Phytogeography, also called geobotany, is the branch of biogeography that is concerned with the geographic distribution of plant species, or more generally, plants. Phytogeography is concerned with all aspects of plant distribution, from the controls on the distribution of individual species ranges (at both large and small scales, see species distribution) to the factors that govern the composition of entire communities and floras.
The basic data elements of phytogeography are occurrence records (presence or absence of a species) with operational geographic units such as political units or geographical coordinates. These data are often used to construct phytogeographic provinces (floristic provinces) and elements.
The questions and approaches in phytogeography are largely shared with zoogeography, except zoogeography is concerned with animal distribution rather than plant distribution. The term phytogeography itself suggests a broad meaning. How the term is actually applied by practicing scientists is apparent in the way periodicals use the term. The American Journal of Botany, a monthly primary research journal, frequently publishes a section titled Systematics, Phytogeography, and Evolution. Topics covered in the American Journal of Botany Systematics and Phytogeography section include phylogeography, distribution of genetic variation and, historical biogeography, and general plant species distribution patterns. Biodiversity patterns are not heavily covered.
Phytogeography has a long history. One of the subjects earliest proponents was Prussian naturalist Alexander Von Humboldt, (September 14, 1769 – May 6, 1859) who is often referred to as the "father of phytogeography". Von Humboldt advocated a quantitative approach to phytogeography that has characterized modern plant geography.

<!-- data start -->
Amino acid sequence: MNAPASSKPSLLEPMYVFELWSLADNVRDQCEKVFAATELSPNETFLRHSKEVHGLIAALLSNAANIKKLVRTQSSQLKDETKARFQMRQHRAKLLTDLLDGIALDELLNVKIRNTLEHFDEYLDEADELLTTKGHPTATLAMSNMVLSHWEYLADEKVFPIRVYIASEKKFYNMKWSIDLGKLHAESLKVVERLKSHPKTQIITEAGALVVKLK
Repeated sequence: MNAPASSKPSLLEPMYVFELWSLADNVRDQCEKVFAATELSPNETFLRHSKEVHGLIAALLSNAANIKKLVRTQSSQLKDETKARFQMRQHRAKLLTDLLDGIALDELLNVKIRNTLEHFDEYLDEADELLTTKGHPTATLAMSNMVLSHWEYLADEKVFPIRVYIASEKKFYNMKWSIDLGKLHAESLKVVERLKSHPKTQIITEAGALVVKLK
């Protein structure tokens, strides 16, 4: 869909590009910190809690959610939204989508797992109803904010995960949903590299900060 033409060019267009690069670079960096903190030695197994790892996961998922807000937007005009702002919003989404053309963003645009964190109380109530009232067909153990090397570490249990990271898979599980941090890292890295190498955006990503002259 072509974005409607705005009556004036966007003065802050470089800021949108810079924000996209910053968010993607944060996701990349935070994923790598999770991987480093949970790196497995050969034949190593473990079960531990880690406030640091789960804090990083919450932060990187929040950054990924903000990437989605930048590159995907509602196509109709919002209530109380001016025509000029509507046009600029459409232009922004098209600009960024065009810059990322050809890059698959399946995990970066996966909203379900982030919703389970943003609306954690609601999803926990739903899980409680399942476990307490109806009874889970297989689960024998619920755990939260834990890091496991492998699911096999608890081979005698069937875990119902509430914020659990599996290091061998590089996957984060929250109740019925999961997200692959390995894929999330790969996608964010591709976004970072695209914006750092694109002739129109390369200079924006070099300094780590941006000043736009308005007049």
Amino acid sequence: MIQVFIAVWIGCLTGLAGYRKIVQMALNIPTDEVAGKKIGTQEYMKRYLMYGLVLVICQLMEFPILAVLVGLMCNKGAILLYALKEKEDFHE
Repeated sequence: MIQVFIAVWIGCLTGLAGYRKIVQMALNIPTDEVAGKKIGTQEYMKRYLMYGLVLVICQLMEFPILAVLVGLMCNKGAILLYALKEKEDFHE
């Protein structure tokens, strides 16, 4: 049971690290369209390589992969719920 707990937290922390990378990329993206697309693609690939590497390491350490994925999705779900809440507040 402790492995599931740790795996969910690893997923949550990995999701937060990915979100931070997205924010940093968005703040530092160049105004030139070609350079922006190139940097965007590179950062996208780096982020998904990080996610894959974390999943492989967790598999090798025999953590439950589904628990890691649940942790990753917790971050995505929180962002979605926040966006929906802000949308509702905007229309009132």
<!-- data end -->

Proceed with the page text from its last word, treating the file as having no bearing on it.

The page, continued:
Gross patterns of the distribution of plants became apparent early on in the study of plant geography. For example, Alfred Russel Wallace, co-discoverer of the principle of natural selection discussed the Latitudinal gradients in species diversity, a pattern observed in other organisms as well. Much research effort in plant geography has since then has been devoted to understanding this pattern and describing it in more detail.
Research in plant geography has also been directed to understanding the patterns of adaptation of species to the environment. This is done chiefly by describing geographical patterns of trait/environment relationships these patterns termed ecogeographical rules when applied to plants represent another area of phytogeography. Recently, a new field termed macroecology has developed, which focuses on broad-scale (in both time and space) patterns and phenomena in ecology. Macroecology focuses as much on other organisms as plants.
Branches of Biology relevant to Phytogeography
Phytogeography is part of a more general science known as biogeography. Phytogeographers are concerned with patterns and process in plant distribution. Most of the major questions and kinds of approaches taken to answer such questions are held in common between phyto- and zoogeographers.
Phytogeography is often divided into two main branches: Ecological phytogeography and Historical phytogeography. The former investigates the role of current day biotic and abiotic interactions in influencing plant distributions; the latter are concerned with historical reconstruction of the origin, dispersal, and extinction of taxa. Floristics is a study of the flora of some territory or area. Traditional phytogeography concerns itself largely with floristics and floristic classification, see floristic province.
1. Brown, J.H. & Lomolino, M.V. 1998. Biogeography. 2nd edition. Chapter 1.
3. Wallace, A. R. 1878. Tropical nature and other essays. Macmillan, London.